Claves: Son, God, G-d, Dios, D-s, Di-s, Do-s,
hijo, padre, Father, Jesus, Jesús, Yeshua, Yeshu, Ieshu, idolatría,
idolatry, missionaries, misioneros, Bible, Biblia, Tanaj, Tora, saved,
savior, salvador, salvación, commandments, Paul, Law, Moses, Testament,
mitzvot, apostles, deceive, Peter, Paul.
by Magda C.
I have been told that if I don't believe in Jesus as my savior I
am going straight to Hell after I die. This seems like a compelling reason
for me to believe in Jesus particularly since I have also been told that
there is no consequence within Judaism if I believe in Jesus. Therefore, I
have nothing to lose by believing in Jesus, so why shouldn't I believe in
him as my savior?
Actually, belief in Jesus is a horrendous sin with grave
consequences for any Jew who professes to do so. To understand this let us
look at the tragic apostasy of the Northern Kingdom of Israel and its
dominant tribe, Ephraim. God, speaking through the prophet Hosea declares,
"When Ephraim spoke with trembling, he became exalted in Israel; but when
became guilty through Baal, he died" (Hosea 13:1). When they served God,
Ephraim was "exalted," but when they became guilty of idol worship and
remained unrepentant despite prophetic warnings to cease their sinful ways
they signed their own death warrant. Ephraim died a spiritual death long
before it suffered national destruction.
From the prophetic message we learn that apostates, even during their
lifetime are reckoned as dead as long as they remain unrepentant. The
prophet not only denounces belief in molten images fashioned by craftsmen,
but also those who trust in a false savior-god: "And I am the Lord your
from the land of Egypt, and gods beside Me you should not know, and there
no savior but Me" (Hosea 13:4).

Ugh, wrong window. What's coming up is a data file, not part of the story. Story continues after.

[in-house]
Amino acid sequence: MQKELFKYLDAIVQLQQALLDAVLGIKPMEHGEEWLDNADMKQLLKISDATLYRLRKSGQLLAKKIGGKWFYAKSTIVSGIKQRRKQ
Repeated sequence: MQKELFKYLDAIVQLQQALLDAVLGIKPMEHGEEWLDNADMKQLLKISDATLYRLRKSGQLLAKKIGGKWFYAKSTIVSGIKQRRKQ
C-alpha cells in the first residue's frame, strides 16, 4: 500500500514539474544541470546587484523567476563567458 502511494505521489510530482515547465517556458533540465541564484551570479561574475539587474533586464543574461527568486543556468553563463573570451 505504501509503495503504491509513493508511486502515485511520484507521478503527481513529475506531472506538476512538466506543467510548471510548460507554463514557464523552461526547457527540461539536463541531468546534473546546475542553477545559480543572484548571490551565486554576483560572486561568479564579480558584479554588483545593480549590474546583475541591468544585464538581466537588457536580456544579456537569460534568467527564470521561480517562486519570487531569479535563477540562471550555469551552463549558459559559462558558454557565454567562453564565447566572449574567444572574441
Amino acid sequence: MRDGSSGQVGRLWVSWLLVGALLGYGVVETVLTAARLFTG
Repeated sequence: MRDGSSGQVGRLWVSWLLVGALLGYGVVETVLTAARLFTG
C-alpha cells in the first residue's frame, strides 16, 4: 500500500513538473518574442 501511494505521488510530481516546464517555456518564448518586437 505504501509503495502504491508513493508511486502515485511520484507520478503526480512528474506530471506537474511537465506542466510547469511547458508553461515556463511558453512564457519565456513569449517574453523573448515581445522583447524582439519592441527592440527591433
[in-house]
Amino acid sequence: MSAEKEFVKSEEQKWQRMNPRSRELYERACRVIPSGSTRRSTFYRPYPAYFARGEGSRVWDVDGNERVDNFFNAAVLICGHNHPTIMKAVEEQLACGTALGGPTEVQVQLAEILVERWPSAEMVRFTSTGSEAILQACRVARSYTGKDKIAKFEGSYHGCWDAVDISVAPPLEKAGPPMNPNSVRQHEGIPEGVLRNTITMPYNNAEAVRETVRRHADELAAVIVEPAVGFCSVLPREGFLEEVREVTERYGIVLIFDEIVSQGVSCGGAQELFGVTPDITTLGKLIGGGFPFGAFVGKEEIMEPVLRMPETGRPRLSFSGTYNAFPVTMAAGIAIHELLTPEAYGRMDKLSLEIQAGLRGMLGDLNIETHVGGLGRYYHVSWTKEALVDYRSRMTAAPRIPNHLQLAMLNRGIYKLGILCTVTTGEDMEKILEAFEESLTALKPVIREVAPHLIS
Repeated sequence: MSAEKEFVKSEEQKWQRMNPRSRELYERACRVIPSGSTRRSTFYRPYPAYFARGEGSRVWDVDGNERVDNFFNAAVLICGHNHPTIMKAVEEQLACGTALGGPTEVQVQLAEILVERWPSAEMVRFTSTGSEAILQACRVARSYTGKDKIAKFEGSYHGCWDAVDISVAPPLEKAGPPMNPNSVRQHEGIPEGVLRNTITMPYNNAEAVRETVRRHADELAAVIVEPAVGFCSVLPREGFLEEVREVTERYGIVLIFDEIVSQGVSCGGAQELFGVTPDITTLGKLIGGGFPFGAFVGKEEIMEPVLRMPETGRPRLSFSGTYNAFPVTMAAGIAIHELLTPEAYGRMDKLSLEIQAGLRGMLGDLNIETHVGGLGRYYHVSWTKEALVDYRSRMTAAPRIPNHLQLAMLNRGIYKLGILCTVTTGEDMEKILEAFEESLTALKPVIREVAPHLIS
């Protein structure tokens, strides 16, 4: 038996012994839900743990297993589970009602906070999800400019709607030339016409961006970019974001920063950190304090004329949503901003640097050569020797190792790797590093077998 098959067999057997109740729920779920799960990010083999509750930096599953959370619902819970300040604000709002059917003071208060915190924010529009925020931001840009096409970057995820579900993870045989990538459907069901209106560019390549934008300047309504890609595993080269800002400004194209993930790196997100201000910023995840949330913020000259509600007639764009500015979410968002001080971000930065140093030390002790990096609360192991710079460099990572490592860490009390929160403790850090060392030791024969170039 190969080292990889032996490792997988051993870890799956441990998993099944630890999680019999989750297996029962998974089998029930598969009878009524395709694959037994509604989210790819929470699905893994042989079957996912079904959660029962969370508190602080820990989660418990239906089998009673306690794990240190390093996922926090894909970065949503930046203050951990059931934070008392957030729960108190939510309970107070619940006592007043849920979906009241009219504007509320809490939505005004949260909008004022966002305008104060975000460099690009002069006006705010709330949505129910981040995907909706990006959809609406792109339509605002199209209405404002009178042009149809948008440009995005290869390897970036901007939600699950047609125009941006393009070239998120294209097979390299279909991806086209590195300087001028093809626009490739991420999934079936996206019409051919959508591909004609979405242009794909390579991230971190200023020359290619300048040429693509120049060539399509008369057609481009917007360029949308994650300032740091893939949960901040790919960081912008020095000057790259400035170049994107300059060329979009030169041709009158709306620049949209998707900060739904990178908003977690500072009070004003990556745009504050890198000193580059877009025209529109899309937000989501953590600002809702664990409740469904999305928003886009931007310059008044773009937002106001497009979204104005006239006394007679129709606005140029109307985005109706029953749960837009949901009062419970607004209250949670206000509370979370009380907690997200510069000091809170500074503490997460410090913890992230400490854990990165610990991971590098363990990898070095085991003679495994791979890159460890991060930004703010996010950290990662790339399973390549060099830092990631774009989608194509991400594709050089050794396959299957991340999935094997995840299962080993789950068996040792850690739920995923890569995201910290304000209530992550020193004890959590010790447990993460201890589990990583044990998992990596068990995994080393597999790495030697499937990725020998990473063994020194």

God desires the apostate's repentance and beckons him/her to renounce
iniquity: "From the clutches of the grave I would ransom them, from death
would redeem them, I will be your words of death; I will decree the grave
upon you. Remorse shall be hidden from My eyes" (Hosea 13:14).
For the apostate who does not repent, God says, "I will decree the grave
upon you." In a more literal sense, "I will be the cause of your being cut
off to the grave." Katavcha, from the verb ketev, denotes "cutting" (e.g.
Psalms 91:6). Its primary meaning is "to cut," but in Hosea 13:14, ketev
takes on the secondary meaning "decree." In Hebrew, the primary word for
decree is gezayra, the root of which is gezer, "to cut." There are a
of word roots in Hebrew whose primary meaning is "cutting," yet have a
secondary meaning of a final, permanent decision or ruling (e.g., pasak,
chakak, gezer, charatz, karat).
As we see, the belief in the false savior-god Jesus is a grave sin. The
unrepentant apostate is not only shunned and considered dead by the Jewish
community. God Himself considers the unrepentant apostate as spiritually
dead in this life and in physical death the apostate is all the more so
Is a born-Jewish individual who believes Jesus to be his/her "Lord
and Savior" still a part of the Jewish people?
A Jew who believes in Jesus as his/her "Lord and Savior" has become
a Christian. Even if not a formal member of a church group that person is
The halacha (B.T. Sanhedrin 44a) recognizes the biologic link to the
people as inviolate, but also recognizes that as long as one remains an
apostate one is not considered to be part of the Jewish community. A
convert, whether formally or informally, forfeits his/her legal and social
rights, which express a Jew's belonging to the Jewish people.
A Jew must meet, actively or inactively, the fundamental biblical
stipulation: "You shall have no other gods before Me" (Exodus 20:3,
Deuteronomy 5:7). God declares: "I am the first, and I am the last, and
beside Me there is no God" (Isaiah 44:6). Surely, a belief in "God the
Father," "God the Son," and "God the Holy Spirit" does not satisfy God's
command even when one claims that these three distinct personages are
a tri-unity. Even to make Jesus into "a god" but not God Himself denies
God's declaration that He alone is God. Such a belief creates a dualistic
system of shared divinity unrelated to the teachings of the Jewish